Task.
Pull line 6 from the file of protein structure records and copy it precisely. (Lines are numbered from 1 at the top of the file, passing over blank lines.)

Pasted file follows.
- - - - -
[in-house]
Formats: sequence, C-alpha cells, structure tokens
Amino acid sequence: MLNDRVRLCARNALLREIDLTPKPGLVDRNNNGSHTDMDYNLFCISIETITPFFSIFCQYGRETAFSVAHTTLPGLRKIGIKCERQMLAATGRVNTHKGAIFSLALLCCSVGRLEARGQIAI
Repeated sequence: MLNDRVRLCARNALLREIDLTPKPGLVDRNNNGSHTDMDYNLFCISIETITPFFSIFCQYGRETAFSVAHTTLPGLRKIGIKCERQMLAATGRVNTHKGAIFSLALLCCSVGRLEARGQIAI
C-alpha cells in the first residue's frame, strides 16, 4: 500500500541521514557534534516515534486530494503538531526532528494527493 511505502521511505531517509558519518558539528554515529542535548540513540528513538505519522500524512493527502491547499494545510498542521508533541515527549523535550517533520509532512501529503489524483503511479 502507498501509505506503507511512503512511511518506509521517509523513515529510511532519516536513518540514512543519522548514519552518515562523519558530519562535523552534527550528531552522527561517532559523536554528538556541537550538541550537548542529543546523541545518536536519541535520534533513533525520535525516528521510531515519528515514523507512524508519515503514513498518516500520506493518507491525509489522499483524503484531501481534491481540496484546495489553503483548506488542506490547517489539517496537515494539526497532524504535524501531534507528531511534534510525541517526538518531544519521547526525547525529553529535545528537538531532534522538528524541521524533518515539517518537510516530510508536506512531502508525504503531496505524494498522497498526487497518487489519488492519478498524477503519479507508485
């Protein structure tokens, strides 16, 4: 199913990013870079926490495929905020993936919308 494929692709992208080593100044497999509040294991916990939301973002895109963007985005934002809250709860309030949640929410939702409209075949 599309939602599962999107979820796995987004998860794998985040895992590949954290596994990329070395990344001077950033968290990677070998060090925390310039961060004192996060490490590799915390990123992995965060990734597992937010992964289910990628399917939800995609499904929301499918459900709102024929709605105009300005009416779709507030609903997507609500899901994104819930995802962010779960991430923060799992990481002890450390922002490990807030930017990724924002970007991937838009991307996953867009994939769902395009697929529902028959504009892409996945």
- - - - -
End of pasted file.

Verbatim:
């Protein structure tokens, strides 16, 4: 199913990013870079926490495929905020993936919308 494929692709992208080593100044497999509040294991916990939301973002895109963007985005934002809250709860309030949640929410939702409209075949 599309939602599962999107979820796995987004998860794998985040895992590949954290596994990329070395990344001077950033968290990677070998060090925390310039961060004192996060490490590799915390990123992995965060990734597992937010992964289910990628399917939800995609499904929301499918459900709102024929709605105009300005009416779709507030609903997507609500899901994104819930995802962010779960991430923060799992990481002890450390922002490990807030930017990724924002970007991937838009991307996953867009994939769902395009697929529902028959504009892409996945």